National Labor Relations Board rejects hotel’s appeal, finds hotel violated federal labor law
This week, the National Labor Relations Board—the federal agency that enforces labor law across the country—issued a decision ordering the Hotel Bel-Air to pay potentially tens of millions of dollars to cover over nine years of lost earnings and benefits for over a hundred of its former employees.
The case was initiated in response to a complaint alleging that the Hotel Bel-Air violated federal labor law when it refused to rehire over 150 former employees following a temporary closure for remodeling, in order to avoid recognizing and bargaining with UNITE HERE Local 11, the union that represented its employees for decades.
Kurt Petersen, Co-President of UNITE HERE Local 11, stated: "We are gratified that the Hotel Bel-Air is finally being brought to justice for its outrageous discrimination against workers for simply exercising their right to unionize. But the fact that it has taken the NLRB a decade to issue a decision also highlights the urgent need for reform to our broken legal system for our nation’s workers. Justice delayed is justice denied, and a decade is far too long to wait for brazen discrimination depriving workers of their livelihoods to be remedied."
The NLRB’s decision upholds the decision of an administrative law judge issued in 2019 finding, based on "overwhelming evidence," that the hotel "intended to weed out" former employees from being rehired so that it "would not have to recognize or bargain with the Union." The judge called the hotel’s reasons for excluding former employees from consideration "bogus" and "preposterous," adding that the hotel engaged in "blatant discriminatory treatment" and "devalued its former employees’ skills and qualifications."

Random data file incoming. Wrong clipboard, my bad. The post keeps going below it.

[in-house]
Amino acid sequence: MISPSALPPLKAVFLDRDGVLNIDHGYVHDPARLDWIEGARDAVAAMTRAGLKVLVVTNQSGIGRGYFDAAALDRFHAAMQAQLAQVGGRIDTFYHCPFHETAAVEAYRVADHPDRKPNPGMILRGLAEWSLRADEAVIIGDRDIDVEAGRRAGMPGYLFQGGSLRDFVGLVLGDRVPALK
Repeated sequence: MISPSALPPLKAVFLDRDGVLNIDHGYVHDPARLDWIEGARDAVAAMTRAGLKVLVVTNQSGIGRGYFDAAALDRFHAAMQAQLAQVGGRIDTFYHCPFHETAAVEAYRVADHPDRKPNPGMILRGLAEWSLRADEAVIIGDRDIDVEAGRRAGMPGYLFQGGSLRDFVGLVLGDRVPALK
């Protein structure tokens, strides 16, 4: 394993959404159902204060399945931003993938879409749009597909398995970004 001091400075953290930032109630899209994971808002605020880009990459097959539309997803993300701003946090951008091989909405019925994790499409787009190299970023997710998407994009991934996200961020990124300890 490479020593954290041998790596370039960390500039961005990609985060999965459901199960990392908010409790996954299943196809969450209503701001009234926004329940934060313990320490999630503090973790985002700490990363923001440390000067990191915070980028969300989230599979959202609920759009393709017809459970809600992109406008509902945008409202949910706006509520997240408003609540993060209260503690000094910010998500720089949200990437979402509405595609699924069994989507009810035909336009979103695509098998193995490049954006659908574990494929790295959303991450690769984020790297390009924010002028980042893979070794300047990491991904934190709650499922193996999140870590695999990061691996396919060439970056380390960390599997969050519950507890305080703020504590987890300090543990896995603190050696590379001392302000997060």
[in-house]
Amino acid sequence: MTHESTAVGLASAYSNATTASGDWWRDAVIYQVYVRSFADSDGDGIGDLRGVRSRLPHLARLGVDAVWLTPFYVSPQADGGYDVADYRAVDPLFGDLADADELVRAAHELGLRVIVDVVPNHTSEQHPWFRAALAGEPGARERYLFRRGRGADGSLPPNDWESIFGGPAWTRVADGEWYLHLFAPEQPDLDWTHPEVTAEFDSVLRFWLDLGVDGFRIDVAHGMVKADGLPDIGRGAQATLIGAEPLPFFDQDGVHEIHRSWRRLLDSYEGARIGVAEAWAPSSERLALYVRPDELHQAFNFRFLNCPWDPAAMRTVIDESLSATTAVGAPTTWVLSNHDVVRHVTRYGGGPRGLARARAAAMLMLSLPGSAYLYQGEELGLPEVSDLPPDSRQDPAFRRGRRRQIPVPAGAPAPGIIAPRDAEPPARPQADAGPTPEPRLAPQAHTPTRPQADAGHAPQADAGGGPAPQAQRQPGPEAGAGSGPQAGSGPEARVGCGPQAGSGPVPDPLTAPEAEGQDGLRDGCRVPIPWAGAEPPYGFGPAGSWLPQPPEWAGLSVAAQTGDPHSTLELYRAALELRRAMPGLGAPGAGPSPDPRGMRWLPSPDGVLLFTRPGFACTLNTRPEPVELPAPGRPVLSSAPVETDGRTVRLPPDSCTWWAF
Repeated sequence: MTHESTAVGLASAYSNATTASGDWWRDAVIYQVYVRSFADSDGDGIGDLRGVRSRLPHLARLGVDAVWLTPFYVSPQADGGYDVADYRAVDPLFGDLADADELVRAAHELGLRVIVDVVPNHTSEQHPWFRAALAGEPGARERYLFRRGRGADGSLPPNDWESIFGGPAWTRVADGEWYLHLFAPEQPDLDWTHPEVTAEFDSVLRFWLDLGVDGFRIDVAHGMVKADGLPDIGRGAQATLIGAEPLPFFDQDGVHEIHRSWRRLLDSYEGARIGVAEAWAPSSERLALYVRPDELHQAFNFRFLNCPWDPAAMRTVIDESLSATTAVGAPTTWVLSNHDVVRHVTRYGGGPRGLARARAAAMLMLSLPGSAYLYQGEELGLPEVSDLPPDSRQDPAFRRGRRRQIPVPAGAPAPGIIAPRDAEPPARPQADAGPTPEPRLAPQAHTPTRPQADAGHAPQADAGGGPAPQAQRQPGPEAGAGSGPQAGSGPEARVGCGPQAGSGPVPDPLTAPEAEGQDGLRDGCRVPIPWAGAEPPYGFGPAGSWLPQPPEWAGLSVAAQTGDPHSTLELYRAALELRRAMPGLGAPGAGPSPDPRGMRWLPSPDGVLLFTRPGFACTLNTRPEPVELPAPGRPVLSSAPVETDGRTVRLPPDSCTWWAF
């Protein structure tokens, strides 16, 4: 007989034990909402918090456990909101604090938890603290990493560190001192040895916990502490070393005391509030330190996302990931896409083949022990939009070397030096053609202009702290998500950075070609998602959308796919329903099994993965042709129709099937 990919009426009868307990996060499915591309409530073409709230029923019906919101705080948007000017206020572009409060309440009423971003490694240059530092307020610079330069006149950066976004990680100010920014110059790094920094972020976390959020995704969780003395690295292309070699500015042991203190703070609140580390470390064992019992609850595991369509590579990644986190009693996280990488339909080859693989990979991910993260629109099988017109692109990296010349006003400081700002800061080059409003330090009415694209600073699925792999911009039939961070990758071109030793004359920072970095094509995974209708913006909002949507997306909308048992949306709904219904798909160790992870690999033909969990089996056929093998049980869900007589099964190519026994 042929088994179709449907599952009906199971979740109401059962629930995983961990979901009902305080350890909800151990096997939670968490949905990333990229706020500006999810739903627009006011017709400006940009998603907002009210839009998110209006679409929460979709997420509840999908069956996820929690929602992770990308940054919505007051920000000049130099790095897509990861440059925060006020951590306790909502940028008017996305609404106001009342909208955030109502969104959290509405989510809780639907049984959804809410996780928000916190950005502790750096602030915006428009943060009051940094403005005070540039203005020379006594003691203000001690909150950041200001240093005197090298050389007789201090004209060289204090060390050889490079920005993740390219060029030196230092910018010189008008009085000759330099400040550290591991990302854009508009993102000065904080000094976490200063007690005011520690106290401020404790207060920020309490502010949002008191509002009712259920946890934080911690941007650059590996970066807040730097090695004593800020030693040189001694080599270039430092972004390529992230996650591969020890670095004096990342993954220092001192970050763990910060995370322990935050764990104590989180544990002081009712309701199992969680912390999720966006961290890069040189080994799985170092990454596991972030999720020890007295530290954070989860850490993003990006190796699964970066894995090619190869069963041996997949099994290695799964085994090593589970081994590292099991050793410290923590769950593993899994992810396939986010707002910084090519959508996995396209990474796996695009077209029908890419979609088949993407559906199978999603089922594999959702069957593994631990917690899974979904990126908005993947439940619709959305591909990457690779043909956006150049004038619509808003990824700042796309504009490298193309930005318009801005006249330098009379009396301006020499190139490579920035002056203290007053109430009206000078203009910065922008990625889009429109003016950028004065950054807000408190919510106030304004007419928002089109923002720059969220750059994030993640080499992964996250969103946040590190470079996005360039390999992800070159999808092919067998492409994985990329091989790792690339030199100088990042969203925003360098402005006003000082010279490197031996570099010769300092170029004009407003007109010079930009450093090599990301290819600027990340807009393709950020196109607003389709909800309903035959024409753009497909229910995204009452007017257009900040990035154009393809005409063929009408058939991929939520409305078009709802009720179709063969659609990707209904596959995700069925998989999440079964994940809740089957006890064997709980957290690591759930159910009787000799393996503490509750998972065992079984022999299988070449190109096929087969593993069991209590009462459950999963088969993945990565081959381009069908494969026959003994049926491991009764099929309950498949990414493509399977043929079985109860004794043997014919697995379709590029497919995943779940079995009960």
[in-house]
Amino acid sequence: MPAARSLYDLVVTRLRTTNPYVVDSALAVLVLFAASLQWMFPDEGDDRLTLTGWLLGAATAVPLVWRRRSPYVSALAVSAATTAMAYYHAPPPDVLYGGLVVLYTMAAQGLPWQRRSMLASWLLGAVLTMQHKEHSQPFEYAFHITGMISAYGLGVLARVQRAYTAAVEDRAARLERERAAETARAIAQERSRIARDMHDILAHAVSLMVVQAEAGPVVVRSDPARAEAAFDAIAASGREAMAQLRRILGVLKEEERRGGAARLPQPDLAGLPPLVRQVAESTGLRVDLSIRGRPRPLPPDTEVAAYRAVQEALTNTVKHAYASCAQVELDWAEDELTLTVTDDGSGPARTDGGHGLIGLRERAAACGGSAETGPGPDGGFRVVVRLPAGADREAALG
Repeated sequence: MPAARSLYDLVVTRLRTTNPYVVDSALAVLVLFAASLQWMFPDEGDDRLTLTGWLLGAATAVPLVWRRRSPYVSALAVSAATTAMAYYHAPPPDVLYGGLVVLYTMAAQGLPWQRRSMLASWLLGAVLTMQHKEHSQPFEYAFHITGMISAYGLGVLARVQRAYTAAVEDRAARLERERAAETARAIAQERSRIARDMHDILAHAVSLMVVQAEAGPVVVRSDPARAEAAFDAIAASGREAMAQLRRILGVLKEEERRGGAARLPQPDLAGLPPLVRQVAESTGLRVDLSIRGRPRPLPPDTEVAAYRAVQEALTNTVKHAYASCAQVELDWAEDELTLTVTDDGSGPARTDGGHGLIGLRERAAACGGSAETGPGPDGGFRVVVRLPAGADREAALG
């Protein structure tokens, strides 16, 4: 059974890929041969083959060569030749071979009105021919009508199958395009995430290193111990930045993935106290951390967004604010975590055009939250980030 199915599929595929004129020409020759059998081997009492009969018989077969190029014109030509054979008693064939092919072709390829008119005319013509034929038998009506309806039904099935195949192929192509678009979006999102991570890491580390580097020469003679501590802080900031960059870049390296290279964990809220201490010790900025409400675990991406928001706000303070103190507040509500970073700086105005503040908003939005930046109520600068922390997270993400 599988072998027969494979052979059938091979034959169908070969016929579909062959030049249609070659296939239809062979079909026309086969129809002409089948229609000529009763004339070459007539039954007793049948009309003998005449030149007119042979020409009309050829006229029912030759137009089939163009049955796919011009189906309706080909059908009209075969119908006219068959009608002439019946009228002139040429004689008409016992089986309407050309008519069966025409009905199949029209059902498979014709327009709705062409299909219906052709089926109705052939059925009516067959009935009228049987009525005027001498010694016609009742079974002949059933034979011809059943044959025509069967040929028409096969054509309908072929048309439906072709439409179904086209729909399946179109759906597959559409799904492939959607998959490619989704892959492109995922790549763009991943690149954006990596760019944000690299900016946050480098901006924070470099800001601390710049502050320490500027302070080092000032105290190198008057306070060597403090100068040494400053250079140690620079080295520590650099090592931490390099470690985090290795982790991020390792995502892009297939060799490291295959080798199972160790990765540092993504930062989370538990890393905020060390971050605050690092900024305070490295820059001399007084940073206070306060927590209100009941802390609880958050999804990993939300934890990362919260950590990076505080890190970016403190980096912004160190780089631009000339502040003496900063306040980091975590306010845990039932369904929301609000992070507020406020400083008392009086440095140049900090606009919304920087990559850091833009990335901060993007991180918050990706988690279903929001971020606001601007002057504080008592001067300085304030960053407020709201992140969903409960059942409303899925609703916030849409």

The underlying discrimination occurred nearly a decade ago. Before its reopening in October 2011, the hotel held a three-day job fair to interview applicants for positions, reserving the first day for its former employees. The NLRB concluded that the hotel "designed the July job fair with an objective of identifying and excluding former employee applicants and avoiding recognizing and bargaining with the Union." Former employees, the decision states, "were invited to interview on the first morning of the job fair precisely so that [the hotel] could distinguish them from other applicants."
Under the NLRB’s decision, the Hotel Bel-Air is required to reinstate the former employees, make them whole for loss of earnings and benefits, and to make delinquent payments to benefit funds. Given the nearly decade-long period it has taken the NLRB to reach a final decision, the decision’s financial obligations could stretch into the tens of millions of dollars.
The decision comes as the incoming Congress is set to consider reforms to U.S. labor law to discourage illegal conduct and address undue delays.
"I knew the property inside and out and worked hard so that it could be a five-star hotel," said Amanda Escobar, a former housekeeper at the Hotel Bel-Air. "After dedicating 23 years to the hotel, I expected to be treated with respect. Instead, they threw me out like garbage just to get rid of our union. Today, we are finally getting some justice. I hope the Sultan of Brunei finally decides to follow our laws."
The Hotel Bel-Air and the Beverly Hills Hotel have been subject of a long-running boycott supported by celebrities and politicians, including Elton John and George Clooney, for Brunei’s anti-gay laws enacted by the government of Brunei, which owns the hotels.
UNITE HERE Local 11 is the union of more than 32,000 workers in hotels, restaurants, airports, sports arenas & convention centers in So. California & Arizona.
View source version on businesswire.com: https://www.businesswire.com/news/home/20210129005646/en/
Rachel Sulkes, (602) 327-4084